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Tree species richness increases ecosystem carbon storage
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Forest ecosystems are an integral component of the global carbon cycle as they take up and release large amounts of C in short time (C flux) or accumulate it over longer time (C stock).

However, there remains uncertainty about whether and in which direction C fluxes and in particular C stocks may differ between forests of high vs. low species richness, especially for subtropical forests in China, although they are a major potential C sink.

Answering this question is relevant because large afforestation programs have been implemented in China over the past 36 years, yet these have focused on monoculture plantations so far.

Now, as reported in a new publication in the Proceedings of the Royal Society B on Aug. 22, a large international team led by the Institute of Botany, Chinese Academy of Sciences, has assembled a comprehensive dataset from field-based measurements over 6 years in 27 forest plots ranging from low to high species richness in Zhejiang province, China.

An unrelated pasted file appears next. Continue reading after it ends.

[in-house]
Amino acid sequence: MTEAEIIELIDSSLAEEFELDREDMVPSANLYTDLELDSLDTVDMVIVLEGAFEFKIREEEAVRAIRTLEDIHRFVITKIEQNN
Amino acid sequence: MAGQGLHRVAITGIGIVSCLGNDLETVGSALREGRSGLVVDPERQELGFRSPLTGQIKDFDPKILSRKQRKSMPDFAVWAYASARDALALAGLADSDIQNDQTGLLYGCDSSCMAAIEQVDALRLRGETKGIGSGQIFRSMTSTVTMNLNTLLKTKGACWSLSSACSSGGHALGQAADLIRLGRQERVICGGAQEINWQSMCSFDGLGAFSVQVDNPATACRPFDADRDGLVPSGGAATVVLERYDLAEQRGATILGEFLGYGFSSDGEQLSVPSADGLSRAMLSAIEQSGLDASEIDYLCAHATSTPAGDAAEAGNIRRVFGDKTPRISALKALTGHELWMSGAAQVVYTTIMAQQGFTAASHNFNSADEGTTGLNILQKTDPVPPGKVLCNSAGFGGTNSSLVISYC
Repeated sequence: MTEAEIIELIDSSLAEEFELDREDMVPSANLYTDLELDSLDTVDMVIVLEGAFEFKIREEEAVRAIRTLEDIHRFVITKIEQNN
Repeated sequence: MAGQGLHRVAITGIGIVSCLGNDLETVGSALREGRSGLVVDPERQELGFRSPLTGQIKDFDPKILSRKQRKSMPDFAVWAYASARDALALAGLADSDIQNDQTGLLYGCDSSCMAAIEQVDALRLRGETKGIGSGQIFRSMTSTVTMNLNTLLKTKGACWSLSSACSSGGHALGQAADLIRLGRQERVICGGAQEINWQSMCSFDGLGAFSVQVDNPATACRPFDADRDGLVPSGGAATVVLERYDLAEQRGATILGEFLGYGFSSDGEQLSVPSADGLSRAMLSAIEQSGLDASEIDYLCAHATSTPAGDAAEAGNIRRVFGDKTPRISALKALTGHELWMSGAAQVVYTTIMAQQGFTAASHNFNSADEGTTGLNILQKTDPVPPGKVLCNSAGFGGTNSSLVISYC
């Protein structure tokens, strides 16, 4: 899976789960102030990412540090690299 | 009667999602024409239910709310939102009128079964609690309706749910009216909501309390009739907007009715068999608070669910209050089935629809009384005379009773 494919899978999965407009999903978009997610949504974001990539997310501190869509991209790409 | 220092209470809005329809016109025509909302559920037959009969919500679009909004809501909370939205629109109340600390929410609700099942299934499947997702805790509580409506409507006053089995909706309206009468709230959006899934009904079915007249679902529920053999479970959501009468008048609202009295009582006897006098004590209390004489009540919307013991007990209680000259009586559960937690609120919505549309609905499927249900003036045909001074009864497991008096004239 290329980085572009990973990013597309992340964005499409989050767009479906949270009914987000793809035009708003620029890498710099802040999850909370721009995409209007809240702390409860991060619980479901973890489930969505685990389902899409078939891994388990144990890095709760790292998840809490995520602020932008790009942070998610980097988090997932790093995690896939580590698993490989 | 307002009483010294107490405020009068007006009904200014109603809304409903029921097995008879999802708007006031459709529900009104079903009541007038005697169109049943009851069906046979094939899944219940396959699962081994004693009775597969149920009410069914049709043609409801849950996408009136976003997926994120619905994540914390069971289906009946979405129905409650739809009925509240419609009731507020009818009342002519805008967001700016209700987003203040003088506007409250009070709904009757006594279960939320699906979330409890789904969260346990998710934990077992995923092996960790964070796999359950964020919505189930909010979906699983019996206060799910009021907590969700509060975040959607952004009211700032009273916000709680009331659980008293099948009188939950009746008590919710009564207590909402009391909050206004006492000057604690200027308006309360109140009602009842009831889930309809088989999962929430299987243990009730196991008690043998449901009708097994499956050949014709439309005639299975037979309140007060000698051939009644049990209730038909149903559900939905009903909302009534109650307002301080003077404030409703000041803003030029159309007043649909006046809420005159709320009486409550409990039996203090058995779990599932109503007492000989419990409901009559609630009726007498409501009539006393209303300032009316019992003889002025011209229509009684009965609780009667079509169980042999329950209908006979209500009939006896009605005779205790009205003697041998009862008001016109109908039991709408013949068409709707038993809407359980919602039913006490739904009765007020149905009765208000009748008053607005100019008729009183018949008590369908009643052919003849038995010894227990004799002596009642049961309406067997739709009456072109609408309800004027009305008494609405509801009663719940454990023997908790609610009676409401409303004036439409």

The researchers from China, Germany and Switzerland found that compared with species-poor stands, species-rich stands had faster carbon cycling but also stored more carbon in above- and belowground ecosystem compartments including stems, roots, litter, deadwood and soil.

These results imply that across China additional carbon worth 300 million Dollars per year could have been fixed from the atmosphere — thereby increasing contributions to combat global warming — if multi-species instead of monoculture planting would have been used in afforestation projects. A change in planting strategies would simultaneously contribute to preserving forest biodiversity.

Forest stands of low, medium and high species richness in the study area


Benchmarking map of carbon stocks and fluxes averaged across all 27 forest stands



Institute of Botany, Chinese Academy of Sciences,
20 Nanxincun, Xiangshan, Beijing 100093, China


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